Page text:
Evaluation of Wanapum Dam Bypass Configurations for Outmigrating Juvenile Salmon Using Virtual Fish: Numerical Fish Surrogate (NFS) Analysis

TitleEvaluation of Wanapum Dam Bypass Configurations for Outmigrating Juvenile Salmon Using Virtual Fish: Numerical Fish Surrogate (NFS) Analysis
Publication TypeMiscellaneous
Year of Publication2005
AuthorsGoodwin, RA, Nestler, JM, Anderson, JJ, Kim, J, Toney, T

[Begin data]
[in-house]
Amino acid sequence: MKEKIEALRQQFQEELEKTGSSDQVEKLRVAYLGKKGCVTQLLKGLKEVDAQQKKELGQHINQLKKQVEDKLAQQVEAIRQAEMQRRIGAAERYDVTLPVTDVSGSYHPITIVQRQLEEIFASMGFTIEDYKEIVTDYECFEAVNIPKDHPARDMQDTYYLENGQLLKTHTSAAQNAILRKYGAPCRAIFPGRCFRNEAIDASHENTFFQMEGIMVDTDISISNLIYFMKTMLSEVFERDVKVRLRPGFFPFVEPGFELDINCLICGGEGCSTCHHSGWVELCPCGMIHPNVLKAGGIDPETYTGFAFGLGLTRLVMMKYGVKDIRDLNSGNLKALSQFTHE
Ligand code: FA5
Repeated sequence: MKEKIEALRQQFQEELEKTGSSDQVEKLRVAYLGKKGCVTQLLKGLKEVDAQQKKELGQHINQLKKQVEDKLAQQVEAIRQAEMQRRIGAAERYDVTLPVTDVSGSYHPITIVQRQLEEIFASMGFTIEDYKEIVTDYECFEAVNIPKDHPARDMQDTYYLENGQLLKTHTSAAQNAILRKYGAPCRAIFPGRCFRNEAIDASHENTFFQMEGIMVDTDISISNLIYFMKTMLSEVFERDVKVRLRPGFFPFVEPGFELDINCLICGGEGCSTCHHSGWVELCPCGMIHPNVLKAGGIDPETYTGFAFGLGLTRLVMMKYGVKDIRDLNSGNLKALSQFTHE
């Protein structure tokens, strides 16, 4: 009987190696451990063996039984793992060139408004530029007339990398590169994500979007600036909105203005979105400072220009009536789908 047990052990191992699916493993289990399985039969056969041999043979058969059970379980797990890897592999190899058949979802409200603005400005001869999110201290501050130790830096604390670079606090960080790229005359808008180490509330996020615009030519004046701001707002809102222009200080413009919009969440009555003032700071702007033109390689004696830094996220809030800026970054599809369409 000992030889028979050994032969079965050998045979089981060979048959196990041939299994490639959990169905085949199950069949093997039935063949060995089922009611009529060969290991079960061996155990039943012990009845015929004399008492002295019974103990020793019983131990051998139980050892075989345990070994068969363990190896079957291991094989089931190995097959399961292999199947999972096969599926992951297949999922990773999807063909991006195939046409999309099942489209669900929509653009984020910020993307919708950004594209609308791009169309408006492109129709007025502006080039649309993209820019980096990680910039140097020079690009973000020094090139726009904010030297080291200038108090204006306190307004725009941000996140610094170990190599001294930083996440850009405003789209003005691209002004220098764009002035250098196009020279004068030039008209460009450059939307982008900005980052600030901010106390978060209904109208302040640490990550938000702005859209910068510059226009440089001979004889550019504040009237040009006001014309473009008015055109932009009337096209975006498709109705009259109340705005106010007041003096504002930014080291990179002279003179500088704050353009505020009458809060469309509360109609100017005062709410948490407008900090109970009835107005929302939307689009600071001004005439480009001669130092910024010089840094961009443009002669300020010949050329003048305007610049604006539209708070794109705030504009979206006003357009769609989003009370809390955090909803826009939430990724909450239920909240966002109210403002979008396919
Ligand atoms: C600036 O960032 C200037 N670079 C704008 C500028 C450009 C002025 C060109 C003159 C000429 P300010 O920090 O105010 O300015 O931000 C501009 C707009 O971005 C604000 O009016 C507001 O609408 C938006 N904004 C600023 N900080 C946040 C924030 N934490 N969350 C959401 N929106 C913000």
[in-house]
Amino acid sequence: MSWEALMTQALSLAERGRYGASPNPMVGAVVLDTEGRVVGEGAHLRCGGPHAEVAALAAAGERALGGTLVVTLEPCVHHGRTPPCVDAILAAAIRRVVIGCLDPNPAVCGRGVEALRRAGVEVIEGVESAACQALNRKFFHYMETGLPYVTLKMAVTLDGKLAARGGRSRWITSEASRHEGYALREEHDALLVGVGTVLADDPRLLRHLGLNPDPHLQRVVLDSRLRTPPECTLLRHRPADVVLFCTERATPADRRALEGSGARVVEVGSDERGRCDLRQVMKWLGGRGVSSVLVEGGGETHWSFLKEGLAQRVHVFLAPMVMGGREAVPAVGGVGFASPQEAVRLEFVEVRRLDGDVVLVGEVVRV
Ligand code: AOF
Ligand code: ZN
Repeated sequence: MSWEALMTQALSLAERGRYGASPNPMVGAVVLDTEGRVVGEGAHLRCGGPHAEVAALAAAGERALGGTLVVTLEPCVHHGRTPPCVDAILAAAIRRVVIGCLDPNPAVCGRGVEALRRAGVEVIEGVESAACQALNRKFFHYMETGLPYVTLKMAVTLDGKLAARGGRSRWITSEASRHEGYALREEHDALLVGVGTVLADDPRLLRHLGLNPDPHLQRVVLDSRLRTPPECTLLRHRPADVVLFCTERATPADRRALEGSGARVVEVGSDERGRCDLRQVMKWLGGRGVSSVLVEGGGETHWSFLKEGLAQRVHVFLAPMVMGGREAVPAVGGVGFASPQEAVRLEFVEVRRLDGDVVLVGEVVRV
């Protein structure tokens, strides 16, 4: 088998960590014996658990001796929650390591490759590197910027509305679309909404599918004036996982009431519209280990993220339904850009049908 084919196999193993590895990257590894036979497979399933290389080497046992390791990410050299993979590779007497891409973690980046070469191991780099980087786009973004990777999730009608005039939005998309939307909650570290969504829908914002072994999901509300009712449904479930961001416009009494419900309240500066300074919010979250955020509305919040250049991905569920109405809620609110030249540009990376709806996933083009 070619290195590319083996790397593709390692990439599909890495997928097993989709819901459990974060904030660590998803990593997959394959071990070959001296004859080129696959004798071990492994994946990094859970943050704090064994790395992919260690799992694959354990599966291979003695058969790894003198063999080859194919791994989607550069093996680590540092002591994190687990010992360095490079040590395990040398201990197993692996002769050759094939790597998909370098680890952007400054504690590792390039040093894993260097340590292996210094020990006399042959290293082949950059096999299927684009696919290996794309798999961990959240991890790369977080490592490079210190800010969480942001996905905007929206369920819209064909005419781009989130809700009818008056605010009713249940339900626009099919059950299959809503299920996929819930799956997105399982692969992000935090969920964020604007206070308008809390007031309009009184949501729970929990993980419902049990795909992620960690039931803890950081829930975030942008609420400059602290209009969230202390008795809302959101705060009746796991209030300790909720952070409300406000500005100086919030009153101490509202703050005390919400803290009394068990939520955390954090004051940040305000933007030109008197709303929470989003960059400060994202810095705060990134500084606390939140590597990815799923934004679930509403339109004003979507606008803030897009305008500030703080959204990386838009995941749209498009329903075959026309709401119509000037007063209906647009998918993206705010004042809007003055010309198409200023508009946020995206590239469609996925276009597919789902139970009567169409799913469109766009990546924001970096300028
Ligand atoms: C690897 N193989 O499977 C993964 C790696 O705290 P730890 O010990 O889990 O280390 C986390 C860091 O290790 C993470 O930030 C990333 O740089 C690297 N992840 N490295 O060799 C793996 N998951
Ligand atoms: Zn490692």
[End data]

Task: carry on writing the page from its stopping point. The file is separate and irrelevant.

AbstractAs part of the Federal Energy Regulatory Commission (FERC) relicensing process, Public Utility District No. 2 of Grant County (the District) wishes to improve performance of fish bypass at Wanapum Dam. The Numerical Fish Surrogate (NFS) is a Eulerian-Lagrangian-agent model (ELAM) developed for analyzing, decoding, and forecasting the movement and passage behavior response of outmigrating juvenile salmon (migrants) in complex 3-D hydrodynamic fields near fish bypass systems in hydropower dam forebays. The NFS (and ELAMs, in general) uses a mechanistic "plug-and-play" behavior algorithm embodying a biological hypothesis of how an individual responds to biotic and/or abiotic stimuli. The University of Iowa IIHR - Hydroscience and Engineering developed a computational fluid dynamics (CFD) model to describe the 3-D steady-state hydrodynamic fields associated with 12 different structural and operational fish bypass system configurations (cases) at Wanapum Dam. In Phase 1 of the study, forecast (virtual fish) and observed (radio-tagged fish) passage proportions were compared for five different cases from years 1997, 2001, and 2002. Comparison of forecast and observed passage for four out of the five cases were done blindly (i.e., independently reviewed and evaluated) and within the expected limits of about 5 to 10 percent for the bypass systems and considerably better than forecasts of passage from passive particles (i.e., behavior rules turned off). This indicates migrant movement behavior in the flow field is likely an integral part of bypass success. In Phase 2 of the study, the NFS was used to forecast the passage response of migrants to seven different structural and operational design alternatives under consideration for Wanapum Dam prior to construction and installation. Results indicate the NFS is a viable technology for use at Wanapum Dam to assess different fish bypass design alternatives. NFS performance is limited by (a) the robustness of the underlying mechanistic biological hypothesis, (b) accuracy and resolution of the CFD modeled hydrodynamics, and (c) accuracy and robustness of the observed (radio-tagged fish) passage proportions for describing the passage response of a target species or population. Concurrence between forecast and observed passage proportions supports the Strain-Velocity-Pressure (SVP) Hypothesis as an approximation of the strategy used by migrants to hydraulically navigate through complex flow fields. The NFS may be used to reduce uncertainty and, therefore, the cost and impact on migrants, in the process of designing and operating bypasses. NFS accuracy is expected to improve with additional observed data and model calibration.